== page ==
View of “Carolina Caycedo,” 2020–21. Photo: Nathan Keay.

View of “Carolina Caycedo,” 2020–21. Photo: Nathan Keay.

Carolina Caycedo

Carolina Caycedo draws one of the structuring principles of her multifarious work—flow—from the river ecologies to which she devotes investigative, affective, and political care. Organized by Carla Acevedo-Yates, the mid-career survey “Carolina Caycedo: From the Bottom of the River” analogized fluvial, legible, choreographic, generational, and activist flows via a pan-indigenous worldview that invests nonhuman entities with life and agency. Serpent River Book & Serpent Table, 2017, features a leporello by the artist, one of her “water portraits,” displayed on a sinuous wooden table that led viewers on a meandering path through the gallery. Elsewhere was the two-channel video Spaniards Named Her Magdalena, but Natives Call Her Yuma, 2013, in which the movements of environmental protesters in Berlin streets, watched intently by riot officers at the ready, is juxtaposed with footage of the Magdalena River in Colombia, whose human and nonhuman ecosystems are under threat from El Quimbo, a dam and hydroelectric facility on which construction began in 2011. Caycedo studies this and other dams through her multidisciplinary Be Dammed (Represa/Represión) suite, 2012–, which combines conventional and more personalized approaches to research that conceive of flows as engaged in an ongoing struggle against various forms of obstruction or oppression, from corporate land development and other extractive practices to the destructive traces of patriarchy and colonialism in the Americas.

The artist’s distinctive works from her “Cosmotarrayas” (Cosmonets) series, 2015–, display objects within hand-dyed artisanal cast nets hung from the ceiling to form translucent, teardrop-shaped containers. The net suggests a mode of capture that is porous and integrated with the river that feeds it. In Caycedo’s political imaginary, it also stands for water and river rights—for indigenous traditions and autonomy with regard to the territorializing forces of global capital. The “Cosmotarrayas” reference a Latin American canon that has only recently been consolidated via the laborious, repetitive knotting of Gego’s mesh-like installation Reticulárea, 1969, or the sensorial participatory objects crafted by Lygia Clark and Lygia Pape. Los Angeles has been home to the Colombia-born Caycedo since 2011 (following the artist’s sojourns in London and Puerto Rico), and one sees the resonance of “Radical Women: Latin American Art, 1960–1985”—a massive survey at the Hammer Museum organized for the 2017–18 edition of Pacific Standard Time: LA/LA—in her “Mujeres en Mi” (Women in Me) series, 2010, for which she stitched the names of dozens of Latinx and Latin American women artists onto patchworks of donated clothes. The related My Feminine Lineage of Environmental Struggle, 2018–19, takes the form of drawn portraits on a printed canvas banner. Not exactly protest works, they claim a permeable, explicitly feminist self, for which persona is tempered by appeals to multiplicity.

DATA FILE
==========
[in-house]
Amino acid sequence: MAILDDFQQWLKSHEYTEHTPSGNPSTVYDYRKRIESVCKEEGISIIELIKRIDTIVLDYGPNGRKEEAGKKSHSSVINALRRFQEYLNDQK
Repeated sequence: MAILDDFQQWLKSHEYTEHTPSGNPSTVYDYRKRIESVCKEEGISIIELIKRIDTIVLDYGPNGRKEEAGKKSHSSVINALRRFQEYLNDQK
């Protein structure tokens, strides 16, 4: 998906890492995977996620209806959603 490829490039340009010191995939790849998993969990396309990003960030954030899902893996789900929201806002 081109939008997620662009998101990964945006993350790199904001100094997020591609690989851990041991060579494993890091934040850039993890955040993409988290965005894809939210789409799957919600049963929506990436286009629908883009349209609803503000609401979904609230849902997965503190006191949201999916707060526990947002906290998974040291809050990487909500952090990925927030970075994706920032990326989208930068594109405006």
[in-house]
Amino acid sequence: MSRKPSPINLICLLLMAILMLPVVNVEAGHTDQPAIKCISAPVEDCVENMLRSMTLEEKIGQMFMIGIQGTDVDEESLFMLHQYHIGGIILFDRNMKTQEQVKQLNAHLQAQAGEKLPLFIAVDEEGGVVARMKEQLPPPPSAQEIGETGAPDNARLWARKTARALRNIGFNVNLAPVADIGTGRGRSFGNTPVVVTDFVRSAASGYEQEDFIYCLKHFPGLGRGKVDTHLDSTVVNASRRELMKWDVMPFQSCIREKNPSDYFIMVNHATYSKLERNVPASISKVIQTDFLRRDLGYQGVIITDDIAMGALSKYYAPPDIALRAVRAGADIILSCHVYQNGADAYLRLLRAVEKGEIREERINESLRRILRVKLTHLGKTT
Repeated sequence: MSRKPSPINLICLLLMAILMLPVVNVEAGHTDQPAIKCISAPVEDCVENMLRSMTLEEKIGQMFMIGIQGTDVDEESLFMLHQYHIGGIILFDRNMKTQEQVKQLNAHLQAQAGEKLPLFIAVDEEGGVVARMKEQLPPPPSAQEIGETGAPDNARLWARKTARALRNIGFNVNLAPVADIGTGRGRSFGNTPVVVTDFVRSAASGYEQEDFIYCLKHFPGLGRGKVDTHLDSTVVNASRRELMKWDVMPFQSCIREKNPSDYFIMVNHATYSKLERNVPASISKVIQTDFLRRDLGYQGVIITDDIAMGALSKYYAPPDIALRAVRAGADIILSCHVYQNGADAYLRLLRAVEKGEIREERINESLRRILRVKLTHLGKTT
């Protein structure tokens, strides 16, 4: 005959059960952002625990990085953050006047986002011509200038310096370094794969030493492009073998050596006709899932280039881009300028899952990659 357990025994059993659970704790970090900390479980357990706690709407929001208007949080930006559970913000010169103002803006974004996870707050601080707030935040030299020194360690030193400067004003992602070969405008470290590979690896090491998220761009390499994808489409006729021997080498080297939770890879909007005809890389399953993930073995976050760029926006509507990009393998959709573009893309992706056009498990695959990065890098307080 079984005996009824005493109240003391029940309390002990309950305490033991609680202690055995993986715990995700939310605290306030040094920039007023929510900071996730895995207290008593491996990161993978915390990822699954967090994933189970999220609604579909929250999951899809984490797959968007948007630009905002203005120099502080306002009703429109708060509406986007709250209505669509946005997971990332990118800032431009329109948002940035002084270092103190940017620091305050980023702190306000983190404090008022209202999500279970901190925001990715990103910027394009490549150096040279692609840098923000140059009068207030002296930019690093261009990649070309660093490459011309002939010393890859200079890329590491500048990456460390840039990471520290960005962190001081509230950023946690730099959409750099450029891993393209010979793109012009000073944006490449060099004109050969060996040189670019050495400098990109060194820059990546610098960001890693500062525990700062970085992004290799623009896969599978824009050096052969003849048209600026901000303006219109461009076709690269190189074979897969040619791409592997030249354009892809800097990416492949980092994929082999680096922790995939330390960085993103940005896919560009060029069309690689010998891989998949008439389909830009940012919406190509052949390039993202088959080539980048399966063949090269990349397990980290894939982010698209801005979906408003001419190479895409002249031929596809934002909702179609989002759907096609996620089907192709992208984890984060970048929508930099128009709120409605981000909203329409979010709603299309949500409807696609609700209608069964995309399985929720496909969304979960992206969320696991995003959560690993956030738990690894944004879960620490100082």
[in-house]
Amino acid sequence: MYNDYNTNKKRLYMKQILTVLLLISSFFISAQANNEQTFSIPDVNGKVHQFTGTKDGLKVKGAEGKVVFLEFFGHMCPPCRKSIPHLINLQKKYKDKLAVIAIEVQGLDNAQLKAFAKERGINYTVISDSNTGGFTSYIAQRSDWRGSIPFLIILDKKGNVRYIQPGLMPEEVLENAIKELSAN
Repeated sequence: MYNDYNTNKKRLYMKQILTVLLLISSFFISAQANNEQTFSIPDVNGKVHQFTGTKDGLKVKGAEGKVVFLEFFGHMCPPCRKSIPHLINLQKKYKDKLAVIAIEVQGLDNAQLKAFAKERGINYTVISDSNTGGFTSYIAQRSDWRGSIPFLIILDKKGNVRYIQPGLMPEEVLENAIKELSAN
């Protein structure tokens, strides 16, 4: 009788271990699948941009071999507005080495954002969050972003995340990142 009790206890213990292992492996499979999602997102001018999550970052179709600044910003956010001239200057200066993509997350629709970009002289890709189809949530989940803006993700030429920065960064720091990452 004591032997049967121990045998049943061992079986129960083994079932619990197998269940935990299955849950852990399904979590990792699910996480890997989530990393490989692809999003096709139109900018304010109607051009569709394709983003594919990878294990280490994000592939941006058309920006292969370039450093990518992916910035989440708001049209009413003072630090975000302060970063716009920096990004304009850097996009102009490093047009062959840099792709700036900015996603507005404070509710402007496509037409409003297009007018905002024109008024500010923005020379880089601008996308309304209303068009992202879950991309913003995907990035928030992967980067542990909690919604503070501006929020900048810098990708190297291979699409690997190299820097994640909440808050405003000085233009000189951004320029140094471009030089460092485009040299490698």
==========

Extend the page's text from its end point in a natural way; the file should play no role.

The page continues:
That Caycedo is actively wrangling with the author function makes sense, as it is an atavistic operation that reconstitutes itself every time her name is used to consolidate groups of others or accord subjectivity to a river and its denizens. Caycedo describes her process as “spiritual fieldwork” aimed at “developing relationships with the human and nonhuman entities of a particular place . . . not keeping an objective distance with my case study, but actually getting implicated in it.” One might ask if there is risk in positioning oneself as a combination of empath, caregiver, organizer, descendant, activist, and witness. In the relay from field to museum, these connections are recorded, to the extent that they can be, in the found objects and gifts arranged within the “Cosmotarrayas.” Cosmotarrafa Ver-o-Peso (Cosmothread Check-the-Weight), 2016, features embroideries by Iris, a resident of Barra Longa, Brazil, whose community was devastated by the toxic dam burst of 2015. Like her countrywoman Doris Salcedo, Caycedo embraces the artistic task of mediating catastrophe, constructing proxies for emotion via assemblage. Hers is a considerable burden, and it certainly involves speaking for others—yet one is also made cognizant of how many stories “from the bottom of the river,” to quote one of her works’ titles, are about to disappear.